books

Bruce’s Brain

Born to Run by Bruce SpringsteenI can’t possibly judge the reaction to Born to Run of a person who doesn’t consider Bruce Springsteen to be their personal, artistic, and political hero. But someone who does will react by doubling down on their devotion, thanks to his memoir’s deep introspection and focus on art, ideas, responsibility, friendships, and family. Anyone looking for a debauched rock n’ roll tell-all needs to find another book and another performer to write it.

Bruce and his work have always managed to find a place in my life to nest into and from which to inspire, motivate, and support me despite how I change over the years. Now, as I’ve found a new passion for mental health and helping others to achieve it, in steps Bruce devoting many pages of his autobiography to intimately recounting his history of mental illness. Mental illness fueled his self-examination that outputted into his lyrics; his obsession with perfection that made his best records THE best records; and his need for acceptance and escape that drove him to three-hour concerts. In short, mental illness made Bruce Bruce. It also nearly unmade him more than once, and he lays out his struggle with his brain not as a triumph over tragedy but merely as an upfront description of facing one of the troubles with being human. Whether he intends to or not, he scrapes away the stigma and opens a door to help for any readers unwilling or unable to do so themselves. My hero.

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Stuff I Liked in 2016, pt. 1 – Books

According to my Goodreads page, I finished 30 books in 2016, which proves that even in today’s era of bite-size, high speed information intake, I still love nothing more than telling people how many books I’ve read. Here are the top five (from any year).

Watership Down by Richard AdamsWatership Down
by Richard Adams
I’ve always said that Watership Down is one of my favorite novels, but it’s been so many years since I first read it that I worried going back to it I’d find it hadn’t kept up with me. It has. This is a true all-ages book.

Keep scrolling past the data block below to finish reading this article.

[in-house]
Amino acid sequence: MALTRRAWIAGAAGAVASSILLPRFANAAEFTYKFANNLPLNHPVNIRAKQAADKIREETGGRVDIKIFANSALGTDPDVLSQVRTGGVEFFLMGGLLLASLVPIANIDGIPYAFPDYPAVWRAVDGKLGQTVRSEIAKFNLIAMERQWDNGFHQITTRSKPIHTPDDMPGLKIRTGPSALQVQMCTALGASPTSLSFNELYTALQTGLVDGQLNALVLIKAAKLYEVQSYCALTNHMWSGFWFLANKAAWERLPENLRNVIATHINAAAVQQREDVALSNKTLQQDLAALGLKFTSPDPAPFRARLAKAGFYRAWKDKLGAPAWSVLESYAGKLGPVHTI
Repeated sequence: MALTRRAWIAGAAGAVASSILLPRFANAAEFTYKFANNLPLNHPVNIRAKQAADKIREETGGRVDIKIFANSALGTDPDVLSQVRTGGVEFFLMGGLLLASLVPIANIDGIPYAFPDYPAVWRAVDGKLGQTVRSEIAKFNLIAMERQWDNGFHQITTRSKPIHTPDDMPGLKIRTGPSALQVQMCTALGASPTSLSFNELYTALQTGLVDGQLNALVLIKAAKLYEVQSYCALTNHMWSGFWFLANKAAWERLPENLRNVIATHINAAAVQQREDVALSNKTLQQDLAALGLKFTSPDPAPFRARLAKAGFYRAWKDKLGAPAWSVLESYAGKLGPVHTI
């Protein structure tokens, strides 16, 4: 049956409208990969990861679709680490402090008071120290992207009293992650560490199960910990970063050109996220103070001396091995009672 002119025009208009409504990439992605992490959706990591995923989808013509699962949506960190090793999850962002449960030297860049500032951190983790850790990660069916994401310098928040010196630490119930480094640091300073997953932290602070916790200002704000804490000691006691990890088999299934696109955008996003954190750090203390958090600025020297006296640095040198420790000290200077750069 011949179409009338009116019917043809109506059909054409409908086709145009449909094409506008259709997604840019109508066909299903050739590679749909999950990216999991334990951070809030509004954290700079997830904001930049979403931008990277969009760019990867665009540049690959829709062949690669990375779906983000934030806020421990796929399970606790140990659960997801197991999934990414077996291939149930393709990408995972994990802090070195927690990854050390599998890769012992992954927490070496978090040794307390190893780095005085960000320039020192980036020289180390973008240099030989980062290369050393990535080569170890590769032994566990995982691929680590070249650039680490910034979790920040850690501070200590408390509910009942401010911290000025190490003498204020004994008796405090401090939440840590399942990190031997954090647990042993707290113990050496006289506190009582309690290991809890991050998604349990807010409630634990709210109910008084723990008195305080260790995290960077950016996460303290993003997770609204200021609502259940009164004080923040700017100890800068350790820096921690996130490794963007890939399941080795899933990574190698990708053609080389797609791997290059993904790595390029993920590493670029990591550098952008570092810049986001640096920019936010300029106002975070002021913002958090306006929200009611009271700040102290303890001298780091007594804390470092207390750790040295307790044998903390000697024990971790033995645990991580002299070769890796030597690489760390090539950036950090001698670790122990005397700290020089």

I realize now that as a child one reason Watership Down was so important to me is that it guided me into grown-up ideas–most notably that life involves shocking change and loss and requires bravery to face them–but at age 41, if I were reading it without preconceptions, I can’t imagine I’d label it a children’s story. That’s because its themes have only become more essential to me as I’ve aged. I’m able to more deeply plumb them, and Adams’s book matured with me to help me examine how bravery intertwines with the concepts that are most important to me now: compassion, responsibility, modeling behavior. Being a grown-up.

That aside, Watership Down is epic fantasy the way it should be written, with a rich world, thrilling set pieces, and memorable characters (Hazel is still one of my favorite heroes in all of literature). As a writer, I envy Adams’s acute originality in conceiving a rabbit adventure within the bounds of scientific reality and the rigor he employed to pull it of. As a guy who wishes he had a metal band, I would definitely name it Hazel-Rah.

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Turn Your Children Into Werewolves: A Halloween Book Hunt

NOTE: I originally wrote this post for Halloween 2011, but turning your children into werewolves is a useful lifehack every year.

Meet The Werewolf by Georgess McHargueSomething I watched recently reminded me of a book that I loved when I was in grade school. Possibly it was Abbott and Costello Meet Frankenstein. (I mean possibly that movie was the thing I watched, not that I loved the Booker-Prize-winning novelization. Though obviously I did.) The book was about werewolves. Nonfiction. A sort of guide, as if werewolves were an actual rare species worthy of study, like secretary birds or Kardashians. This was a book for children. In particular I remembered a section with detailed instructions about turning oneself into a werewolf. Oneself being a child. And I’d found this book in my elementary school’s library.